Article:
ASTM D130 – Standard Test Method for Corrosiveness to Copper from Petroleum Products by Copper Strip Test
Significance and Use
5.1 Crude petroleum contains sulfur compounds, most of which are removed during refining. However, of the sulfur compounds remaining in the petroleum product, some can have a corroding action on various metals and this corrosivity is not necessarily related directly to the total sulfur content. The effect can vary according to the chemical types of sulfur compounds present. The copper strip corrosion test is designed to assess the relative degree of corrosivity of a petroleum product.
1.1 This test method covers the determination of the corrosiveness to copper of aviation gasoline, aviation turbine fuel, automotive gasoline, cleaners (Stoddard) solvent, kerosine, diesel fuel, distillate fuel oil, lubricating oil, and natural gasoline or other hydrocarbons having a vapor pressure no greater than 124 kPa (18 psi) at 37.8 °C. (Warning—Some products, particularly natural gasoline, may have a much higher vapor pressure than would normally be characteristic of automotive or aviation gasolines. For this reason, exercise extreme caution to ensure that the pressure vessel used in this test method and containing natural gasoline or other products of high vapor pressure is not placed in the 100 °C (212 °F) bath. Samples having vapor pressures in excess of 124 kPa (18 psi) may develop sufficient pressures at 100 °C to rupture the pressure vessel. For any sample having a vapor pressure above 124 kPa (18 psi), use Test Method D1838.)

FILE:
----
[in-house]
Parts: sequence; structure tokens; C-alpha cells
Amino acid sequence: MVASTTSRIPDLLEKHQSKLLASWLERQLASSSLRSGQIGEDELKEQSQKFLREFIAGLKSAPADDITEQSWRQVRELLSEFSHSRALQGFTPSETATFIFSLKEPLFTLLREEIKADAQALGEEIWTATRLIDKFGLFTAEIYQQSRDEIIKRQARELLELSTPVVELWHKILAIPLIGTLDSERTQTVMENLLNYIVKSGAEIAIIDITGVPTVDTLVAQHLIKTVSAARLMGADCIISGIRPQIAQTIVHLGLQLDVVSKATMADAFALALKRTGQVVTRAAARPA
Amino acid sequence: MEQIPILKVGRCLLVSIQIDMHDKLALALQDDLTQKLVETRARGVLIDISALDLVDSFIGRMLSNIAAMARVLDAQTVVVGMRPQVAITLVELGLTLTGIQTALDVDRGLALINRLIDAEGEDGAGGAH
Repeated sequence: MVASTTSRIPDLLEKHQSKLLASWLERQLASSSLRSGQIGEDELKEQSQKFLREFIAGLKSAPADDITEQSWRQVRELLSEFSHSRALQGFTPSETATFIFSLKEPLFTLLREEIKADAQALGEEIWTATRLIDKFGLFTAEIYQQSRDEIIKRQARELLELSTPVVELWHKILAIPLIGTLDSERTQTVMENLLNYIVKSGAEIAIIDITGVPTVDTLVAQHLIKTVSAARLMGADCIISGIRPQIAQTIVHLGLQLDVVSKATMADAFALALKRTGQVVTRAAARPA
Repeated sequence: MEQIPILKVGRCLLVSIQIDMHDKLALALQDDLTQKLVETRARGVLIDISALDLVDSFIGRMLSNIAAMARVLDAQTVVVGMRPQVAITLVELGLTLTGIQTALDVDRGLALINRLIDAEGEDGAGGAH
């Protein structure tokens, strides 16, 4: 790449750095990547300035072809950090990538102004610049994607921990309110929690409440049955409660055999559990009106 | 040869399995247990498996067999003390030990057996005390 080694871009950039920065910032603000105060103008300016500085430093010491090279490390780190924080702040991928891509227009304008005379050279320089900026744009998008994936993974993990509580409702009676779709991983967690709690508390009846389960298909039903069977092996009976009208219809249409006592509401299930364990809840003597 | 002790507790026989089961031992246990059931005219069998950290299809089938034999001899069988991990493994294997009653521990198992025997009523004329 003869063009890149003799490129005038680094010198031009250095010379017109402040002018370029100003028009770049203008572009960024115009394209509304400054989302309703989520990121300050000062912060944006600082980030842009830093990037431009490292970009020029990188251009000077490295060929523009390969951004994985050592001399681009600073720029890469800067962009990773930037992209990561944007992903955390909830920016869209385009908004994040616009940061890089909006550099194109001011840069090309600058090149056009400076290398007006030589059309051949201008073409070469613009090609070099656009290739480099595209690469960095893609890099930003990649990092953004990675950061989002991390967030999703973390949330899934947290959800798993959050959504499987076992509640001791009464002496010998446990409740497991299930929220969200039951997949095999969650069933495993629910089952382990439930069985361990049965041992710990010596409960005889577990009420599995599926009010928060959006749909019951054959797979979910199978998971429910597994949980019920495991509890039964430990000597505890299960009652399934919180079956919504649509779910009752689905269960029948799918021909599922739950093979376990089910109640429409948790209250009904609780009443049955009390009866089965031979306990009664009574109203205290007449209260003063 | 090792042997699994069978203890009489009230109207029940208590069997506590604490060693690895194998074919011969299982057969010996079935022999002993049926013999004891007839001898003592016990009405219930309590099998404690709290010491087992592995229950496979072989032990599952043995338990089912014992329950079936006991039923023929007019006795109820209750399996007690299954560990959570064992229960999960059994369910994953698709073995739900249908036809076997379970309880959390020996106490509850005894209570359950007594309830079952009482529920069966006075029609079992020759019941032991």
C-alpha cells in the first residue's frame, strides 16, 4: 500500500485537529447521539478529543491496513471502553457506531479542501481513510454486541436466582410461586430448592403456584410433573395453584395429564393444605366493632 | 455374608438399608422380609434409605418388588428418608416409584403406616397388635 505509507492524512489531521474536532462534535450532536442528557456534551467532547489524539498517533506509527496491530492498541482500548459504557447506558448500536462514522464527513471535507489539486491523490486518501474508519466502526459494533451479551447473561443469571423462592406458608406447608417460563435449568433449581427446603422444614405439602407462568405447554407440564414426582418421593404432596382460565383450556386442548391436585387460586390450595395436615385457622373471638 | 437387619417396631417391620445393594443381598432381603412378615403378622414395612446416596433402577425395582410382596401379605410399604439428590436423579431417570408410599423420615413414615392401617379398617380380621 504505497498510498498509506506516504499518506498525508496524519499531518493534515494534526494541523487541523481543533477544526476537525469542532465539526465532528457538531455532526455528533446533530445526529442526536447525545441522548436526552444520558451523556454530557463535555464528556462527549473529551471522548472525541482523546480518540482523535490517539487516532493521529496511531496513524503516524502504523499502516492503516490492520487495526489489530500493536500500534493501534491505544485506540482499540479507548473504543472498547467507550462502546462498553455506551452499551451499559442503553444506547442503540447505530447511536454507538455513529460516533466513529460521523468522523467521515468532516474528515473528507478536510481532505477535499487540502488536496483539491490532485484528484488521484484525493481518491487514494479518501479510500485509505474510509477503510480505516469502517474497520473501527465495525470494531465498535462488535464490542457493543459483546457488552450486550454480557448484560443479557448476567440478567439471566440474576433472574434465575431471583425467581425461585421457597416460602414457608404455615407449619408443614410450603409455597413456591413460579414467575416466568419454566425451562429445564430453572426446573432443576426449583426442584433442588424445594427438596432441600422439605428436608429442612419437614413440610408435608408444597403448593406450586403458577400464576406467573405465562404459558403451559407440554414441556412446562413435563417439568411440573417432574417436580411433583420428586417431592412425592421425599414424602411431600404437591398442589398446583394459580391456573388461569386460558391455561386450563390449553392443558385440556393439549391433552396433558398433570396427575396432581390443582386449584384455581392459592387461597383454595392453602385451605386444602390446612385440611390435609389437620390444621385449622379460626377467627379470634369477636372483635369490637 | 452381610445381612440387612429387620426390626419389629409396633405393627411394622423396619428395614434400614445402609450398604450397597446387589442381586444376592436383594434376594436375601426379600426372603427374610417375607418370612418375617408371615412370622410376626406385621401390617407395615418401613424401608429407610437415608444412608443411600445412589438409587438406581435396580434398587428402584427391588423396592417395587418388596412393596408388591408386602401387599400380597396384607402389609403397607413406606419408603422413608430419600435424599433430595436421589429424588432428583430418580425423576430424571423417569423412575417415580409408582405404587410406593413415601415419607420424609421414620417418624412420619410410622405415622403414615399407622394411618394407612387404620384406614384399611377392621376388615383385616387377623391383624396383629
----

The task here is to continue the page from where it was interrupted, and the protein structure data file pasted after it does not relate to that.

1.2 The values stated in SI units are to be regarded as standard. The values given in parentheses after SI units are provided for information only and are not considered standard.